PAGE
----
The new owner had the size, resources, and strategic direction that would permit Jerr-Dan to accomplish more, faster. Today, Oshkosh Corporation employs nearly 15,000 team members worldwide, and its products are found in more than 150 countries. Jerr-Dan had joined a family of brands that today includes other top-tier brands, such as JLG®, Pierce®, Oshkosh® Defense, McNeilus®, IMT®, Frontline™, Oshkosh® Airport Products, London™, and Pratt Miller.

At this point, there was really only one piece of equipment that the Jerr-Dan product range lacked—a rotator. But the company had been working with customers behind the scenes to get their input on building the “ultimate rotator.” For several years Jerr-Dan had interviewed owners and operators and relied on their suggestions to continually improve a new rotator design. Many mentioned a desire to reach more and get into position more easily. And it was no surprise to learn that almost everyone was concerned about improving stability.

Jerr-Dan took all these suggestions to heart, and in 2005 introduced the Jerr-Dan Rotator.  This product debuted with a conservative 60ton rating but when applied to real-life situations ended up as the Jerr-Dan 70/85ton, heavy duty rotator.  Backed by Jerr-Dan engineering and performance, users were able to reach further and position their boom more easily because of the new machine’s 42-foot working radius, at a time when the nearest competitor only offered 34 feet.  What set the unit apart was its industry-leading stability, achieved through the widest dual scissor-style outrigger system of its time coupled with the strongest rotator frame in the industry.  This knowledge and technology would guide Jerr-Dan to offer the industry’s hallmark 50/60-ton rotator in 2011.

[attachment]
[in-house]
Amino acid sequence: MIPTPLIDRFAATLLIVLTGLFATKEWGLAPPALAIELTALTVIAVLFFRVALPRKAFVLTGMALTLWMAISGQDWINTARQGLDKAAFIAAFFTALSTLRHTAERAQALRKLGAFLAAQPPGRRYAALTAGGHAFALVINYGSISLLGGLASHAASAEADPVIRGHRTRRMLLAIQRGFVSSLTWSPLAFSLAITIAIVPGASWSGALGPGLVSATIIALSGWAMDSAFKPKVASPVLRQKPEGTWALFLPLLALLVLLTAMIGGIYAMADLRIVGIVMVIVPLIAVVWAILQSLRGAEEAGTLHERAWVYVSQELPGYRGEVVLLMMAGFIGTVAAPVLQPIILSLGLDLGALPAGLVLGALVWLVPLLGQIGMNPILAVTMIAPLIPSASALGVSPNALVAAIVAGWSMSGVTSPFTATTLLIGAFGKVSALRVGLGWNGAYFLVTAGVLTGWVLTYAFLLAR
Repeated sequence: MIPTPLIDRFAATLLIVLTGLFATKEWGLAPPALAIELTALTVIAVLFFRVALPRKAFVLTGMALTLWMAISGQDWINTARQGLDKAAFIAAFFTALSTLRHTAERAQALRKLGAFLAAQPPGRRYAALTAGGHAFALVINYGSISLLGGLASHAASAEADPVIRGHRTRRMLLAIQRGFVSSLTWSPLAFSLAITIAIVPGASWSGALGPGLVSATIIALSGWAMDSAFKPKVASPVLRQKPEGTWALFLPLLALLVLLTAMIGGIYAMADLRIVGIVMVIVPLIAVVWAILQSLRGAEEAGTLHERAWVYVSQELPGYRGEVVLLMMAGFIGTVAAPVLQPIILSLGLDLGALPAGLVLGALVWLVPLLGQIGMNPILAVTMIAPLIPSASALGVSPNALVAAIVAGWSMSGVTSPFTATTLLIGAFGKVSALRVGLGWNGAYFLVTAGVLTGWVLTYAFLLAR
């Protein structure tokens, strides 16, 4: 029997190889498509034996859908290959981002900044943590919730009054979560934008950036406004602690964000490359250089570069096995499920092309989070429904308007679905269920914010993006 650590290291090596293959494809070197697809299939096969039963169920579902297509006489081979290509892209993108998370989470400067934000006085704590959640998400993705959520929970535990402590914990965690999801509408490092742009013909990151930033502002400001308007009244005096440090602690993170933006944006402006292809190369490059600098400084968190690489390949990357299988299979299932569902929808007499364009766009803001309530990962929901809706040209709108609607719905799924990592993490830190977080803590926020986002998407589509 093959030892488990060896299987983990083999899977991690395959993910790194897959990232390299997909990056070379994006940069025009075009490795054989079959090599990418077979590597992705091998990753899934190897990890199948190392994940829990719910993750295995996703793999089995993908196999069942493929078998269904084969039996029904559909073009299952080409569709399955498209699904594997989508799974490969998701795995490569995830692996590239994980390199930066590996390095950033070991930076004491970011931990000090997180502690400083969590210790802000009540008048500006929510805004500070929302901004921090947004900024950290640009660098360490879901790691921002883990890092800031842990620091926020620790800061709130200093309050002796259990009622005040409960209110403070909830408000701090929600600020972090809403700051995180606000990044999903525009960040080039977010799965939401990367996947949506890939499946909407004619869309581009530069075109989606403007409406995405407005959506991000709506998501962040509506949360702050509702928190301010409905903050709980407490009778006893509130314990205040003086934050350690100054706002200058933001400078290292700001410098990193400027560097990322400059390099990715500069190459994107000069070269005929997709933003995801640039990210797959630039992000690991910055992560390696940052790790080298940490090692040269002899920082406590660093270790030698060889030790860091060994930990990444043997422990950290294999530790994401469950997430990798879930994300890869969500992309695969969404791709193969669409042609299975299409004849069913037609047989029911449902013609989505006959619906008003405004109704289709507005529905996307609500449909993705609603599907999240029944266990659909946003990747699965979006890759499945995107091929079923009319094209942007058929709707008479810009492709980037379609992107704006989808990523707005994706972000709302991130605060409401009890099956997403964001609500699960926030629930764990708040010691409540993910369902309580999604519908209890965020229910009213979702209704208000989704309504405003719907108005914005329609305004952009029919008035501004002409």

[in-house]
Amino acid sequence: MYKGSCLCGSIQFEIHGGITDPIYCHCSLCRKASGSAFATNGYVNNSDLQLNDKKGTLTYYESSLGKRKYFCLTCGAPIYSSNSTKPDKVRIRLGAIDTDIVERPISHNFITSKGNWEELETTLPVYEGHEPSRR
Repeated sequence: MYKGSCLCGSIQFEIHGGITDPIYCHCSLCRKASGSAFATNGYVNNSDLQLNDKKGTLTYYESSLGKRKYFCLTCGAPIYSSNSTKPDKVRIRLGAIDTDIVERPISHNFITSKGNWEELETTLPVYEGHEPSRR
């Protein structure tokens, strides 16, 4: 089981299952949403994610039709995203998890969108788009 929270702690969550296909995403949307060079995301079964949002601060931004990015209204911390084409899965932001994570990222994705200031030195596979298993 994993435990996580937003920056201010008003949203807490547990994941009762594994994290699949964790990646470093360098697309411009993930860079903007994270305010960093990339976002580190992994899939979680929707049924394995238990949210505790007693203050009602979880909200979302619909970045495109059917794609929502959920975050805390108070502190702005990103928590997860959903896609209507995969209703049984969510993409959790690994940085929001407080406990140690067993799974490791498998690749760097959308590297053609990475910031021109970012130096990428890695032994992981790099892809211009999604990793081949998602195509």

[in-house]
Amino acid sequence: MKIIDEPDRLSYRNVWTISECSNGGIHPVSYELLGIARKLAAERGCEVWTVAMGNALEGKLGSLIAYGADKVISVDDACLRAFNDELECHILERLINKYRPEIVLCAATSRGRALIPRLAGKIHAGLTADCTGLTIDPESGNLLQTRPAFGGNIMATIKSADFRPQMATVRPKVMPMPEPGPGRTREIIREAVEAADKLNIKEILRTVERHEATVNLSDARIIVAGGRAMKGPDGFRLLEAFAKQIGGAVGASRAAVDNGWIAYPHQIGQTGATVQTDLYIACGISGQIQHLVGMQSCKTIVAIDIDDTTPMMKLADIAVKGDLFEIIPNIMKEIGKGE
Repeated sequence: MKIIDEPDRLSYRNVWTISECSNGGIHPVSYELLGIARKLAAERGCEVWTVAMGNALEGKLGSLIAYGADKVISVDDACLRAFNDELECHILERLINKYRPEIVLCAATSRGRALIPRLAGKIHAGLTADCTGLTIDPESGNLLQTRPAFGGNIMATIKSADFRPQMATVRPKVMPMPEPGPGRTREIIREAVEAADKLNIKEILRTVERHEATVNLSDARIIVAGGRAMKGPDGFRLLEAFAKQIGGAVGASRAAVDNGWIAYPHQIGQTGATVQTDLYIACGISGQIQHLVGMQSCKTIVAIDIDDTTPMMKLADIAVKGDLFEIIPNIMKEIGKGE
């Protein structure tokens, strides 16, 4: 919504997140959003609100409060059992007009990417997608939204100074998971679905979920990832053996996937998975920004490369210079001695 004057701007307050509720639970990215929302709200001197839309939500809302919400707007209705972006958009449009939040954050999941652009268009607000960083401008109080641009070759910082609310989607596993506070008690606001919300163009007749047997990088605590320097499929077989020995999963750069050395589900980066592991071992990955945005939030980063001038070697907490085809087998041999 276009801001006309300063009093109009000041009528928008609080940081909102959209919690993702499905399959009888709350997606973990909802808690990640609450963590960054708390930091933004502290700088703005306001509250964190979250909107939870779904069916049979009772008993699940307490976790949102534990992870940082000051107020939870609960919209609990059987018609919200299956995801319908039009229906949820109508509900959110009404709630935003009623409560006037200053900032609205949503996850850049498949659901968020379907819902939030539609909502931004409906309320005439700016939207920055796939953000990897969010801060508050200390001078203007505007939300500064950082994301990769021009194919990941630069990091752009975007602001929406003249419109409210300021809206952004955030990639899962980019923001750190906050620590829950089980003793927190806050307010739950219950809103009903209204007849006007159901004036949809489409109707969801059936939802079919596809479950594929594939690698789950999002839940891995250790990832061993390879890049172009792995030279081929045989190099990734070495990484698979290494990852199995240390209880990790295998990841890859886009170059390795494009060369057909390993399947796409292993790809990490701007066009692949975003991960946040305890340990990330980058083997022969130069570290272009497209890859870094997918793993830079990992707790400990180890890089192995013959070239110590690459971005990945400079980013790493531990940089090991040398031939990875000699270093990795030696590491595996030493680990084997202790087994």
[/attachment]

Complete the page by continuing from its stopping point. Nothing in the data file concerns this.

In 2008 Jerr-Dan received another important patent. This patent was for the SRS, or “Side Recovery System.” The company had been looking at ways to improve its recovery capabilities, and the SRS certainly helped them reach that goal. The concept is simple—the boom would easily rotate to the left or right to enable recovery on either side of the tow vehicle. This new product was available as an option on new trucks, or as an aftermarket add-on for older trucks. Unlike most of the patented products that preceded it, Jerr-Dan made the SRS available to their dealers to be fitted to competitors’ trucks.

Jerr-Dan closed out the first decade of the 21st century with another addition to its carrier line. The new XLP (extra-low profile) carriers addressed the continuing need to lower the height of beds. This new line of carriers was also designed to be mounted without having to modify the truck itself, a feature that dealers especially appreciated. Over the next ten years, these XLP features were extended to all carrier sizes in the product range.

And in 2011, Jerr-Dan kicked off the second decade of the century with a major step forward. To improve efficiency, Jerr-Dan moved all its manufacturing to facilities in McConnellsburg, Pennsylvania.

When taking note of relatively recent technical accomplishments, attention must be given to the patents the company received in 2013 for improved deck illumination and adjustable headboards for carriers. The adjustable headboards were a consequential boon for dealers, making the job of installation much simpler. Obviously, each truck has a cab height that is unique to it. That meant that a manufacturer had to build a different headboard for every truck, and dealers had to manage their inventory of all those unique headboards. With the introduction of the adjustable headboard, Jerr-Dan was able to reduce that inventory to just two sizes of headboard for all carrier models and chassis cab heights.